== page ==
Woodruff School of Mechanical Engineering

Faculty Candidate Seminar

Title:

Focusing Ultrasonic Energy at Cellular Level: New Concepts, Tools, and Methods for Targeted Therapies in the Brain

Speaker:

Dr. Costas Arvanitis

Affiliation:

Department Of Radiology, Brigham and Women's Hospital, Harvard Medical School

When:

Thursday, February 5, 2015 at 11:00:00 AM

Where:

MRDC Building, Room 4211

Host:

Dr. Levent Degertekin
levent.degertekin@me.gatech.edu
404.385.1357

Abstract

Focused ultrasound is a unique technology for localizing energy deep into the body. The mechanical energy deposited in the focal region, typically a few mm wide, can be utilized to induce thermal or mechanical effects to tissues. Incorporation of microbubbles to the circulation allows focusing the acoustic energy down to cellular level providing the ability to selectively activate the cell's mechanoreceptors, disrupt cellular and vascular membranes, and, even, induce cell death. Harnessing these abilities may have significant impact to the treatment of cancer and central nervous system (CNS) diseases and disorders. In my talk, I will elaborate on the ability of acoustically induced stable microbubble oscillations (stable cavitation) to noninvasively, safely, and effectively disrupt neurovascular networks, such as the blood brain barrier (BBB), and increase the delivery of high molecular weight agents. I will also show how microjets induced by asymmetric collapse of oscillating microbubbles (inertial cavitation) can be used to overcome tumor physiologic barriers and propel oncolytic adenoviruses far beyond the vessel's periphery. Acoustic cavitation can also be used to thermally or mechanically ablate tissues or trigger the release of drugs from sonosensitive nanocarriers noninvasively. Finally, methods that provide the ability to control this inherently nonlinear process (i.e. acoustic cavitation) and estimate the cellular or microvascular perturbations induced by oscillating microbubbles noninvasively, will be presented. It is envisioned that the proposed methods and technology will allow to study and understand complex biological systems, such as the neurovascular network and the tumor microenvironment, in a completely different way, resulting in new concepts, tools and methods for targeted therapies in the brain.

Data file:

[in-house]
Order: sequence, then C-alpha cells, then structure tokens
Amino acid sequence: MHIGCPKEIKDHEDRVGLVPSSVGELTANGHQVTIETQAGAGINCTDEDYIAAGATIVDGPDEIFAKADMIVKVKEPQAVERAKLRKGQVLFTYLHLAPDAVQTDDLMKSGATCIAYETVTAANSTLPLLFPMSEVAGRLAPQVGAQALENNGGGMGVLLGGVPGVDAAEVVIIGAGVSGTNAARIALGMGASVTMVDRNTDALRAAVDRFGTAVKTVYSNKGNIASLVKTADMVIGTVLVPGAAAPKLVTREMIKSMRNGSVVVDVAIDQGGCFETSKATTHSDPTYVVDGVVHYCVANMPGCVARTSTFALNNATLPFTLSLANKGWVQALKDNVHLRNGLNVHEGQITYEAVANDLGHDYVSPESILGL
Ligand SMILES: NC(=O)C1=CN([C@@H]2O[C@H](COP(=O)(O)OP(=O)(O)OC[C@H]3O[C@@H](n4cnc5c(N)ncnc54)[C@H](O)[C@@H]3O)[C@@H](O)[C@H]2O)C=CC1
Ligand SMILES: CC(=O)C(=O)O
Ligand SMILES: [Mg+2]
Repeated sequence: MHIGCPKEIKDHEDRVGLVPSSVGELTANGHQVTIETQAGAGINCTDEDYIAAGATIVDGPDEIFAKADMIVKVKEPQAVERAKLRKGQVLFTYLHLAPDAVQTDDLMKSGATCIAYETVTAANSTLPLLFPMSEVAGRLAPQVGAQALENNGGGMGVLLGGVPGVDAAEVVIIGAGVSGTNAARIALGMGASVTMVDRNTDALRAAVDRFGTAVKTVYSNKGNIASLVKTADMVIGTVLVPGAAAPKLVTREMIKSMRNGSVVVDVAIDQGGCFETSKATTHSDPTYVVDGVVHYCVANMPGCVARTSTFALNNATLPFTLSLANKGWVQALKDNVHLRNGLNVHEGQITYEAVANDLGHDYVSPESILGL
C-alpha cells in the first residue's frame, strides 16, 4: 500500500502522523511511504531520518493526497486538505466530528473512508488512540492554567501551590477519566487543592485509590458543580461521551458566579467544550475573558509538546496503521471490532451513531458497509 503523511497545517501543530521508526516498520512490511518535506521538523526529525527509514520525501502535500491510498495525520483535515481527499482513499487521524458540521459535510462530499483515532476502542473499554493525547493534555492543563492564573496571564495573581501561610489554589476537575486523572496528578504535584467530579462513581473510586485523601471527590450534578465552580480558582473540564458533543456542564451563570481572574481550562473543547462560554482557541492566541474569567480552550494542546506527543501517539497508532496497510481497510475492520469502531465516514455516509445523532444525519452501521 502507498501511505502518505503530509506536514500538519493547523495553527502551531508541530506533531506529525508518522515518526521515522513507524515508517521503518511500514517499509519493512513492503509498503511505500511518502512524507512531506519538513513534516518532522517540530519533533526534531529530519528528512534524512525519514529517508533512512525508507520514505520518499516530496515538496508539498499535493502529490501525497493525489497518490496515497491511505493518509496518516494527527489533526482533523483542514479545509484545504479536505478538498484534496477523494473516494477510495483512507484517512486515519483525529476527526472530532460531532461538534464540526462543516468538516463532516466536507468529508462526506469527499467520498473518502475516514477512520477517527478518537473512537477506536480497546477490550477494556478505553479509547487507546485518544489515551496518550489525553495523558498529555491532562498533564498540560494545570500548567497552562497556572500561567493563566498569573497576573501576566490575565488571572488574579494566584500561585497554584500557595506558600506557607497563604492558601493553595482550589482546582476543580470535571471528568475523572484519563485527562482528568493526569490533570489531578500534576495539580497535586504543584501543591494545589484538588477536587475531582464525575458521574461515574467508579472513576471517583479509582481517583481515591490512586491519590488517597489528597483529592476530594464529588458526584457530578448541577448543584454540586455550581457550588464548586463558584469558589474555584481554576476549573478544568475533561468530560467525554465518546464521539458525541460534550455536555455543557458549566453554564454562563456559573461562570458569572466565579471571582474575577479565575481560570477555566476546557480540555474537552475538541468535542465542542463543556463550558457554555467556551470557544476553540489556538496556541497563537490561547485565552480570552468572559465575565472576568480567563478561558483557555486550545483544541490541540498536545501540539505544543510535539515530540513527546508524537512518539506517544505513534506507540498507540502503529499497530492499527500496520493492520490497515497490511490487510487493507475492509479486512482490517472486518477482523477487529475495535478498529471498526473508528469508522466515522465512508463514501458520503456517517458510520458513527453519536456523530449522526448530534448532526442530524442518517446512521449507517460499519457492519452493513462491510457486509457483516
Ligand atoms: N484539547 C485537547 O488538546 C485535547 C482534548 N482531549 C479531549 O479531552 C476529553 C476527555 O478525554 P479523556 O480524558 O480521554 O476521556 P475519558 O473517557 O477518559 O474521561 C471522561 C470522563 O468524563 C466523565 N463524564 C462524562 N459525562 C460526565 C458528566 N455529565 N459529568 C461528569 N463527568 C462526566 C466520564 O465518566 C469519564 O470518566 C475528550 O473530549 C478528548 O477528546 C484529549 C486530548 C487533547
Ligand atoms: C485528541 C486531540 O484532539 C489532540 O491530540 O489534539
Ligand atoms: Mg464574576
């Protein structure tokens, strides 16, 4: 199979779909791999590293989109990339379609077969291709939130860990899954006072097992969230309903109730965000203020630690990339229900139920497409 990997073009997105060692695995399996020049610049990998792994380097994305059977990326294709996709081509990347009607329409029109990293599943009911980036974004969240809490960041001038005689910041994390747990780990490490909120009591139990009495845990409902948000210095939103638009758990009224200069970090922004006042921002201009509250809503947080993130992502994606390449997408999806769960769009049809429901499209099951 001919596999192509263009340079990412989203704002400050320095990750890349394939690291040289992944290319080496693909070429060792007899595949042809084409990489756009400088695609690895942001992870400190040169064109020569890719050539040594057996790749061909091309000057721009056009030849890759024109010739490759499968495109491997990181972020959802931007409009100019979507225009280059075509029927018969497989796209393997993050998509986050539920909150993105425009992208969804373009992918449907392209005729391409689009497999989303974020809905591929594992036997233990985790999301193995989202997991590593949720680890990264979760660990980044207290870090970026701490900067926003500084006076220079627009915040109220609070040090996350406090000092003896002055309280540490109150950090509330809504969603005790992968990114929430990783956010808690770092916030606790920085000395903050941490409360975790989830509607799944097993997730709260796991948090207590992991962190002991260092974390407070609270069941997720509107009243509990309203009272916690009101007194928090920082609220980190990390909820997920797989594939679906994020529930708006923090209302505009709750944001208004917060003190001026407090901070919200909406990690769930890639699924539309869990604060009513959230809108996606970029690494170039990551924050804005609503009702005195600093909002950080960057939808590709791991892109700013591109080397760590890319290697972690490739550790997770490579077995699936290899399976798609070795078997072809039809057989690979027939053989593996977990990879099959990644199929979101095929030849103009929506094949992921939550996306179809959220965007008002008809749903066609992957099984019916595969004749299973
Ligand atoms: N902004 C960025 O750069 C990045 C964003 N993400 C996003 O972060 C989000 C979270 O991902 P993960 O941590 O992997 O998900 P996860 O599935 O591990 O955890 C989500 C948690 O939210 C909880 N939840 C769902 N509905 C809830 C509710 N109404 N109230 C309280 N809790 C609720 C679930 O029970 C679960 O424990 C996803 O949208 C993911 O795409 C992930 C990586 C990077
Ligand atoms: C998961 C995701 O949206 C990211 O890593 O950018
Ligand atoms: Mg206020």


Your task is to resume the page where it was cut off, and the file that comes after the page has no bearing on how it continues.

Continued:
Biography

Dr. Arvanitis, is Instructor (faculty) at the Department of Radiology, Brigham and Women's Hospital, Harvard Medical School. He holds a B.Sc. in Biomedical Engineering from the Technological Educational Institution of Athens, Greece (2002), M.Sc. in Medical Physics from the University of Patras, Greece (2005), and a Ph.D. in Medical Physics from the University College London, U.K. (2008). Dr. Arvanitis, for his PhD thesis, worked on the development and optimization of digital radiography devices and methods for breast cancer diagnosis and treatment assessment. Subsequently, at the Institute of Biomedical Engineering at the University of Oxford (2008-2010), Dr Arvanitis became passionate about acoustically induced microbubble oscillations (acoustic cavitation) and their ability to focus noninvasively acoustic energy at the cellular level and induce a wide range of biologically significant effects. While at University of Oxford, he developed ultrasound systems to study and optimize the ability of acoustic cavitation to noninvasively propel oncolytic adenoviruses deep into solid tumors. During his research fellowship in image guided therapy (NIH-R25) at the Focused Ultrasound Lab at BWH/HMS (2010-2014), he engineered multi-modality and multi-scale approaches to characterize, control and map acoustic cavitation and shed light on the interactions of oscillating microbubbles with neurovascular networks, such as the blood brain barrier. Currently, as a recipient of the NIH/NIBIB K99/R00 Award (2014-2019), is concentrated on understanding the biological effects of acoustic cavitation and its use to study the tumor microenvironment and develop novel targeted therapies for the treatment of brain cancer.

Notes

Refreshments will be served.